They will be in his cuttings file awaiting a money-making opportunity when he can trot them out for a few pieces of silver. He gave evidence before a UN committee where he introduced himself thus "I commanded troops in Northern Ireland, Bosnia and Macedonia; and participated in the Gulf War. I spent considerable time in Iraq since the 2003 invasion, and worked on international terrorism for the UK Government's Joint Intelligence Committee." That is a lot of service for a relatively mediocre career ending up as a Colonel. Maybe there is a link there to his bile? His reference to international terrorism for our JIC may seem a bit off given the way he spoke about Hamas/Israel. Hardly impartial?

And why did he stop short by merely condemning the soldiers of 1 Para? Well waiting in the wings are two very unsavoury incidents involving our forces in Iraq. The Baha Moussa Inquiry is well advanced. Also hanging over someone's head are the Danny Boy allegations. Given the sort of work he has claimed as his forte, he may well have clothing soiled by these matters and not want to wash his dirty linen in public.

I am never short of things to say but have held off on the question of prosecute or not in the case of the soldiers who gave evidence at Saville. It is far too complex in legal terms and there will be political considerations as well. Until the decision has been mooted and published, it behoves us all - expert-on-all-things-military especially - tp shut up and not rock the boat in a Province where the peace process is still a frail little plant.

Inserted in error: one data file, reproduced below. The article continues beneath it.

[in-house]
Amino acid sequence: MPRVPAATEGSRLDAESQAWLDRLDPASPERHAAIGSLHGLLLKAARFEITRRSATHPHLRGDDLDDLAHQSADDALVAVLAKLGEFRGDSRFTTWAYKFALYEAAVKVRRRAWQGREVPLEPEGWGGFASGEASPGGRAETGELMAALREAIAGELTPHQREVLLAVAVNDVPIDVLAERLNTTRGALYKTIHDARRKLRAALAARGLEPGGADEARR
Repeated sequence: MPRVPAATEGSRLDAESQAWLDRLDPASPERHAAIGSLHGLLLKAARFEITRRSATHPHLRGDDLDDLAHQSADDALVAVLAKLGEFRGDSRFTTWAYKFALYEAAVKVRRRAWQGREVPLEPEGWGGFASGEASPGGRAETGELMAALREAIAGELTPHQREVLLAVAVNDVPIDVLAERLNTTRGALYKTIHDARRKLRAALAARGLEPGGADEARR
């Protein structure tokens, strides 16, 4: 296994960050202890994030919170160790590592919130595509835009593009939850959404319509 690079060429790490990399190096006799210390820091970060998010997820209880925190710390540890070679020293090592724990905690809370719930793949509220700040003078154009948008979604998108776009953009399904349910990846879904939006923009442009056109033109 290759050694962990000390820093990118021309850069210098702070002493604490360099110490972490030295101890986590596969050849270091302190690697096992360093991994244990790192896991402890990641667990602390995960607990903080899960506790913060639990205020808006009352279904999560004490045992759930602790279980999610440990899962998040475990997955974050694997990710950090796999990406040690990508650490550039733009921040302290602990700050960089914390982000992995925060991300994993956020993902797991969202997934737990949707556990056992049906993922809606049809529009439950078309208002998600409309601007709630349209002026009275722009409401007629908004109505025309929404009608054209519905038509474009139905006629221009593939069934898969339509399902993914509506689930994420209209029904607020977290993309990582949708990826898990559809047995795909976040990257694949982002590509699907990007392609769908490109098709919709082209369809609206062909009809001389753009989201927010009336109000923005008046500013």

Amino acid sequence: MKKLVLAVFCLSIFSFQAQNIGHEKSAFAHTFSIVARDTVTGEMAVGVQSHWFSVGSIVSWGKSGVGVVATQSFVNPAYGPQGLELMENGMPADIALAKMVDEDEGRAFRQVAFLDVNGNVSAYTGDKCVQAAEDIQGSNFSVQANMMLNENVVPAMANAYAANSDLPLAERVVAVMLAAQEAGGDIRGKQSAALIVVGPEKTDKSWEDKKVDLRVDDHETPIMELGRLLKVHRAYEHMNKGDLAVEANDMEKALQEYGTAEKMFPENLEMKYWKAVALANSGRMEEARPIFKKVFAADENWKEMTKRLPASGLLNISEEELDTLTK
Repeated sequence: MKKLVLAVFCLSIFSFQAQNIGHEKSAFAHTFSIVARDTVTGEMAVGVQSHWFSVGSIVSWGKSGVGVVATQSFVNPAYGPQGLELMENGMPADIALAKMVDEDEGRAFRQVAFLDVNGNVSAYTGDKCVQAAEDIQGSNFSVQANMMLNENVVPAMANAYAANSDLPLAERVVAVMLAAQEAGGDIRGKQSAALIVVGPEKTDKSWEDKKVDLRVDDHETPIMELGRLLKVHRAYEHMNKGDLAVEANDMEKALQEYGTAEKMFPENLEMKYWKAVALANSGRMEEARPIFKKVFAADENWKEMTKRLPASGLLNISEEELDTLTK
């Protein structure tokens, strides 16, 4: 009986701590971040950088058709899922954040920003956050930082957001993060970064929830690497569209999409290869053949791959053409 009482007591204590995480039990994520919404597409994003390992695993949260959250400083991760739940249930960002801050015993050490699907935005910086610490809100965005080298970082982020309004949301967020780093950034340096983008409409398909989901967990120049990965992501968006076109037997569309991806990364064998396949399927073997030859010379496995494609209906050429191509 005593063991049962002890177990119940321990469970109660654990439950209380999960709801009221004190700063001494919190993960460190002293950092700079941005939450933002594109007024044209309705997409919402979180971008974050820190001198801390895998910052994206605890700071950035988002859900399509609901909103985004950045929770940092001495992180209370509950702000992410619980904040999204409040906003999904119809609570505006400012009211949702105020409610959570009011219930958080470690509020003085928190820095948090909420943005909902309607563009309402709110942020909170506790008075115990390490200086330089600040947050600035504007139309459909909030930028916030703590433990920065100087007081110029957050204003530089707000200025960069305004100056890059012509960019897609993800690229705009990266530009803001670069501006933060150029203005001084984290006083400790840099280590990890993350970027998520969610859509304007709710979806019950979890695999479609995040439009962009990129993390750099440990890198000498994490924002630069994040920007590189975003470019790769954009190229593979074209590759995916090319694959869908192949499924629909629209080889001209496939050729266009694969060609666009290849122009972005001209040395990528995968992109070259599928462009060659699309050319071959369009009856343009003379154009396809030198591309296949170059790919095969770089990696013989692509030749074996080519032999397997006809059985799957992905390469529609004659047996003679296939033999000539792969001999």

Wednesday, 16 June 2010

Don't give the dog a bad name

The quick answer "A big boy made me do it"

Yesterday's report singles out for criticism the 1st battalion of the Paras, including its commanding officer, Lt Col Derek Wilford. "1 Para was a force with a reputation for using excessive physical violence," it says. Lord Ramsbotham, then military assistant to General Carver, chief of the defence staff, has described the Paras as "shock troops", suggesting they were hardly the troops best suited to civilian policing operations.

How cynical. It is all very well now to suggest that they had a reputation and hardly best suited to civilian policing operations. They most certainly had a reputation when I was in Northern Ireland between '70 and '72. It was for getting a job done.

A number of regiments came to the Province determined to pursue a hearts and minds initiative. They would liaise with local personalities such as clergymen and local council members. Considerable time and genuine effort was expended discussing what was best for the community and the right way to go about it. The tea and buns debates did not, obviously, attract the local hard men and terrorists but they were very interested. A quiet life allowed them to recruit, train and equip their local forces without too much interference from intelligence gatherers and such. Sooner or later however, they would decide upon a little evil doings. The murder of a British soldier was good for the cause regardless of whether he came from a peace loving hearts and minds unit or one of the hard-line battalions. The bunfights stopped and the regiment would try and assert its authority within its area of operations.